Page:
Collective spin oscillations have been spotted for the first time in an ultracold atomic gas. The discovery was made by Bruno Laburthe-Tolra and colleagues at the University of Paris 13.
Their experiment involves cooling about 40,000 chromium atoms to 400 nK, where the all the atoms condense into a single quantum state called a Bose-Einstein condensate (BEC). All of the atoms are in their lowest energy spin state, which has a non-zero spin magnetic moment.
The BEC is the shape of a rugby ball and is confined in an optical track. The team’s experiment begins with the chromium spins aligned in a direction perpendicular to the long axis of the BEC. Then, a magnetic field gradient is applied along the long axis of the BEC, which creates an effective coupling between the spins which encourages a spin to point in the same direction as its neighbours.
Then, a radio-frequency pulse is fired at the BEC, which applies a torque to the spins causing them to rotate. The team then measured the directions of the spins as they evolved over about 40 ms. In the absence of a coupling, the spins should rotate independently and the alignment would be lost.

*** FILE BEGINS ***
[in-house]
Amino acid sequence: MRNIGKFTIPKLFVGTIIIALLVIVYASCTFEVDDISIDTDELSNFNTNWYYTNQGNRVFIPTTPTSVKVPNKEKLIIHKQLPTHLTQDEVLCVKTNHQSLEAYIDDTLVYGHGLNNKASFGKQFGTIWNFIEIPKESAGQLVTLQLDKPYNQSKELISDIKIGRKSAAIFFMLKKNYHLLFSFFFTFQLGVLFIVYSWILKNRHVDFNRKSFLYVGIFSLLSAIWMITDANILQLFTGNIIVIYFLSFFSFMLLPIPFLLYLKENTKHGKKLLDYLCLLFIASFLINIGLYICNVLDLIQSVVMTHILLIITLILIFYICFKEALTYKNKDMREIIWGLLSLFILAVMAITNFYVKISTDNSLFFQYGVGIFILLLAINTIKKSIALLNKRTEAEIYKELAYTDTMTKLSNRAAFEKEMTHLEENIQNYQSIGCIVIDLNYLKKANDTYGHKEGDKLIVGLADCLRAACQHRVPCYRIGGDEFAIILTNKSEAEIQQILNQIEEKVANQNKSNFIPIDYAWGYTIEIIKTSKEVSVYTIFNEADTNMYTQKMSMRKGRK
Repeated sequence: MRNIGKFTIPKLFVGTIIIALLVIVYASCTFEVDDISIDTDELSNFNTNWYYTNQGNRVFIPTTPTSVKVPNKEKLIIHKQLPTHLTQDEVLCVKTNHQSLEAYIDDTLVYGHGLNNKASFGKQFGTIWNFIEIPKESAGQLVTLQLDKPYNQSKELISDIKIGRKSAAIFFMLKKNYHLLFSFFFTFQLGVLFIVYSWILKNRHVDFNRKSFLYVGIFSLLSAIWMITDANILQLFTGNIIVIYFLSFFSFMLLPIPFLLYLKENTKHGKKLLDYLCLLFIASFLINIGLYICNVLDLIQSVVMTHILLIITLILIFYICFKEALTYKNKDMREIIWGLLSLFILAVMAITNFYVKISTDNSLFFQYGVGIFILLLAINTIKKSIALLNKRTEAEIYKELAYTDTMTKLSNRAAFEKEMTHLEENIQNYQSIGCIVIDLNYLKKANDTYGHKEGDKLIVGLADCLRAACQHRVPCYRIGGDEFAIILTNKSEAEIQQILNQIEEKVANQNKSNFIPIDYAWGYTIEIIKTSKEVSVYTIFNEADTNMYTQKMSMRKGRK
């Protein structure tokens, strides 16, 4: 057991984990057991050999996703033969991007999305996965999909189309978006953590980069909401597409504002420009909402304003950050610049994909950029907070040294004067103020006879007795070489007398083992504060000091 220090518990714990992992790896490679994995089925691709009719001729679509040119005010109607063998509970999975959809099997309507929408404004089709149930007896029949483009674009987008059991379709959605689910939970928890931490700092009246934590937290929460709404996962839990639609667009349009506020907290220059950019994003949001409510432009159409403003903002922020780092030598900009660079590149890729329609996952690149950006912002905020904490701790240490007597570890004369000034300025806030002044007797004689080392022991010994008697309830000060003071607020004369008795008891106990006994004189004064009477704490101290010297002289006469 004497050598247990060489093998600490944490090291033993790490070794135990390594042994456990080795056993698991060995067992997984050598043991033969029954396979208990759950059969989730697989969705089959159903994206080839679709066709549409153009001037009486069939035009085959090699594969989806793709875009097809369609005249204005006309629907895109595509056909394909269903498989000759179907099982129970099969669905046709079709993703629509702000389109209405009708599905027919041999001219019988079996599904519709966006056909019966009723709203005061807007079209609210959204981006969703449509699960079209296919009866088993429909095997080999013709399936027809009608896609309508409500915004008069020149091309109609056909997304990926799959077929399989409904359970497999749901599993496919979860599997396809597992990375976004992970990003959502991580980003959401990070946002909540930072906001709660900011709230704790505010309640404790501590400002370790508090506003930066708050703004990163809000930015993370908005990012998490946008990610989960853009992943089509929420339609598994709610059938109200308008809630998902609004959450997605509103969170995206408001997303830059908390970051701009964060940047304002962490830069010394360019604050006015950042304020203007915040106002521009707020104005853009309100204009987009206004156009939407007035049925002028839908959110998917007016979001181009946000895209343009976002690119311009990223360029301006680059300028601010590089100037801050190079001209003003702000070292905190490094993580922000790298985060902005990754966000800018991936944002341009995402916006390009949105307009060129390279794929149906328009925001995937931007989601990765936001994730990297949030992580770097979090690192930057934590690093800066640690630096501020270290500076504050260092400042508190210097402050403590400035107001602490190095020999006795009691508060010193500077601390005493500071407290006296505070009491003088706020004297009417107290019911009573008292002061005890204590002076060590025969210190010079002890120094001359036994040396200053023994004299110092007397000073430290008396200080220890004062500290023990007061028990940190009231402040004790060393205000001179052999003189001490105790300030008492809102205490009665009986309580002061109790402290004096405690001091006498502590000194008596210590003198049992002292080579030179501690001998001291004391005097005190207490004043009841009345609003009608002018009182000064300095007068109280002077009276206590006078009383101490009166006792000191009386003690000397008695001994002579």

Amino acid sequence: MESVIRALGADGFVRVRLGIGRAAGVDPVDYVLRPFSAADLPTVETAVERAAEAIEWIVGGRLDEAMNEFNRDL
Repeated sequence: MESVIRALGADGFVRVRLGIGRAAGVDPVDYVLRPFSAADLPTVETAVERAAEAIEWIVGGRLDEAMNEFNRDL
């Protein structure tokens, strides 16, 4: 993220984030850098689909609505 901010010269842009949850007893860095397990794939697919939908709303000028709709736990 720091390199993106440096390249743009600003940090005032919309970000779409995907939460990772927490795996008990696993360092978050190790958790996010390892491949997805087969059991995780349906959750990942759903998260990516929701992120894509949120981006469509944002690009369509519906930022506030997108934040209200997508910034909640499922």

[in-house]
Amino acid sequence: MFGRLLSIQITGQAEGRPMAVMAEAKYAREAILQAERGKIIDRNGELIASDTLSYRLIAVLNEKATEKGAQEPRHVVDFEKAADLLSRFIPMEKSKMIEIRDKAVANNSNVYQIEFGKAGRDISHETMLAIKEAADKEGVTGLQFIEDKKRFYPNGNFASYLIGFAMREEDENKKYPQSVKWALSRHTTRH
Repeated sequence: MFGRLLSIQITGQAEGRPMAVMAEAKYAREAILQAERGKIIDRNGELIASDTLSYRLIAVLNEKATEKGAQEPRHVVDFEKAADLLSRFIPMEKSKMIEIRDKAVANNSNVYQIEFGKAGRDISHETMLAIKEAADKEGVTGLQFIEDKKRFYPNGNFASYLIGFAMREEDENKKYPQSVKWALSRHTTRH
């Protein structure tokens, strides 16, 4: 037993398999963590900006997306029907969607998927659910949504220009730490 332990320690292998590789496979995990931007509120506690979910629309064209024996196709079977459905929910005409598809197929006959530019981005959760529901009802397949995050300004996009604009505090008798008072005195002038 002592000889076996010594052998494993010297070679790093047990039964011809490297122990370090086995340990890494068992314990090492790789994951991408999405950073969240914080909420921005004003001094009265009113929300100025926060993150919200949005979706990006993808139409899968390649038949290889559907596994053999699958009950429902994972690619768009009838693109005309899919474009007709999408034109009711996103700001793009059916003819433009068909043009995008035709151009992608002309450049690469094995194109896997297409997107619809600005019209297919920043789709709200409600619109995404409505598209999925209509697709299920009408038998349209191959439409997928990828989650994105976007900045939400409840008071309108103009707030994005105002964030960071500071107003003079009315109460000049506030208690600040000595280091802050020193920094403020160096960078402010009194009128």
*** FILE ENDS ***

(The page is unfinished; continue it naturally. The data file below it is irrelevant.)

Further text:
Instead, the team found that the spins try to maintain their alignment and rotate collectively in a spin wave. Such waves have been seen in solids and liquids – where very short distances between neighbouring atoms can result in strong spin coupling – but this is the first time that the behaviour has been observed in a dilute quantum gas. Indeed, calculations done by Laburthe-Tolra and colleagues suggest that the system behaves very much like a ferrofluid – a liquid that becomes strongly magnetized when placed in a magnetic field.
The research is described in Physical Review Letters.